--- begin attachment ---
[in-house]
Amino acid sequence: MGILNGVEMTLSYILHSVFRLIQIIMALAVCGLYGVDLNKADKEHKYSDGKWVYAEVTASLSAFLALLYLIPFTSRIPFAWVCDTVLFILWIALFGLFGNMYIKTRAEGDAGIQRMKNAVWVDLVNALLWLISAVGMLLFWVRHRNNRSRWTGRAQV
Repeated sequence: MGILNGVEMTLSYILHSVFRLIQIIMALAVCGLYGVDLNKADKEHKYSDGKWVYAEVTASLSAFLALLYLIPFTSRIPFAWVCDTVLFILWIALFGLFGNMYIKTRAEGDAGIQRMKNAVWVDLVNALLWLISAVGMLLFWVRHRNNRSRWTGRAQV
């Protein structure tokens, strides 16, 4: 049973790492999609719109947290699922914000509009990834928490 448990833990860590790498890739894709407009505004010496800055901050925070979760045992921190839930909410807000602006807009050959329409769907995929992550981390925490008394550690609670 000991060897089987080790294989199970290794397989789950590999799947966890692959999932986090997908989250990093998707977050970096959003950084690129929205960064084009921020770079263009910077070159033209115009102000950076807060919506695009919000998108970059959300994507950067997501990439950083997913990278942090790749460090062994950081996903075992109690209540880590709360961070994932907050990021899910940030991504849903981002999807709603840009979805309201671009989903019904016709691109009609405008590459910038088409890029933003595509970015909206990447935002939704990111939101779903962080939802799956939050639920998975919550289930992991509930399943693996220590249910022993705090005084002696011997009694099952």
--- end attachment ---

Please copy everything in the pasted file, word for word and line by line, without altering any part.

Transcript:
[in-house]
Amino acid sequence: MGILNGVEMTLSYILHSVFRLIQIIMALAVCGLYGVDLNKADKEHKYSDGKWVYAEVTASLSAFLALLYLIPFTSRIPFAWVCDTVLFILWIALFGLFGNMYIKTRAEGDAGIQRMKNAVWVDLVNALLWLISAVGMLLFWVRHRNNRSRWTGRAQV
Repeated sequence: MGILNGVEMTLSYILHSVFRLIQIIMALAVCGLYGVDLNKADKEHKYSDGKWVYAEVTASLSAFLALLYLIPFTSRIPFAWVCDTVLFILWIALFGLFGNMYIKTRAEGDAGIQRMKNAVWVDLVNALLWLISAVGMLLFWVRHRNNRSRWTGRAQV
């Protein structure tokens, strides 16, 4: 049973790492999609719109947290699922914000509009990834928490 448990833990860590790498890739894709407009505004010496800055901050925070979760045992921190839930909410807000602006807009050959329409769907995929992550981390925490008394550690609670 000991060897089987080790294989199970290794397989789950590999799947966890692959999932986090997908989250990093998707977050970096959003950084690129929205960064084009921020770079263009910077070159033209115009102000950076807060919506695009919000998108970059959300994507950067997501990439950083997913990278942090790749460090062994950081996903075992109690209540880590709360961070994932907050990021899910940030991504849903981002999807709603840009979805309201671009989903019904016709691109009609405008590459910038088409890029933003595509970015909206990447935002939704990111939101779903962080939802799956939050639920998975919550289930992991509930399943693996220590249910022993705090005084002696011997009694099952």